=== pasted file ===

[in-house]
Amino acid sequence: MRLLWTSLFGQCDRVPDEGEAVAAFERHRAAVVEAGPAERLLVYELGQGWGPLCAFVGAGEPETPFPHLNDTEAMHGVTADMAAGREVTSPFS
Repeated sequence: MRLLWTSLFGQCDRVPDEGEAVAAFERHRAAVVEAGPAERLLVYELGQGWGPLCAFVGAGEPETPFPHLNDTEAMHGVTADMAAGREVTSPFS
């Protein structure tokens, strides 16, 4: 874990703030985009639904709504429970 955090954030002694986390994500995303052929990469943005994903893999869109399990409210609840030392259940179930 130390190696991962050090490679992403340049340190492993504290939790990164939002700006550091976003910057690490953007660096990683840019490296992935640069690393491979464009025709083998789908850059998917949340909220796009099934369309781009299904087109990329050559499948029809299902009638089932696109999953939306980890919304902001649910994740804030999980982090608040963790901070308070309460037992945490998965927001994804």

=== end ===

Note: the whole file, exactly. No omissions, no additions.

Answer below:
[in-house]
Amino acid sequence: MRLLWTSLFGQCDRVPDEGEAVAAFERHRAAVVEAGPAERLLVYELGQGWGPLCAFVGAGEPETPFPHLNDTEAMHGVTADMAAGREVTSPFS
Repeated sequence: MRLLWTSLFGQCDRVPDEGEAVAAFERHRAAVVEAGPAERLLVYELGQGWGPLCAFVGAGEPETPFPHLNDTEAMHGVTADMAAGREVTSPFS
């Protein structure tokens, strides 16, 4: 874990703030985009639904709504429970 955090954030002694986390994500995303052929990469943005994903893999869109399990409210609840030392259940179930 130390190696991962050090490679992403340049340190492993504290939790990164939002700006550091976003910057690490953007660096990683840019490296992935640069690393491979464009025709083998789908850059998917949340909220796009099934369309781009299904087109990329050559499948029809299902009638089932696109999953939306980890919304902001649910994740804030999980982090608040963790901070308070309460037992945490998965927001994804």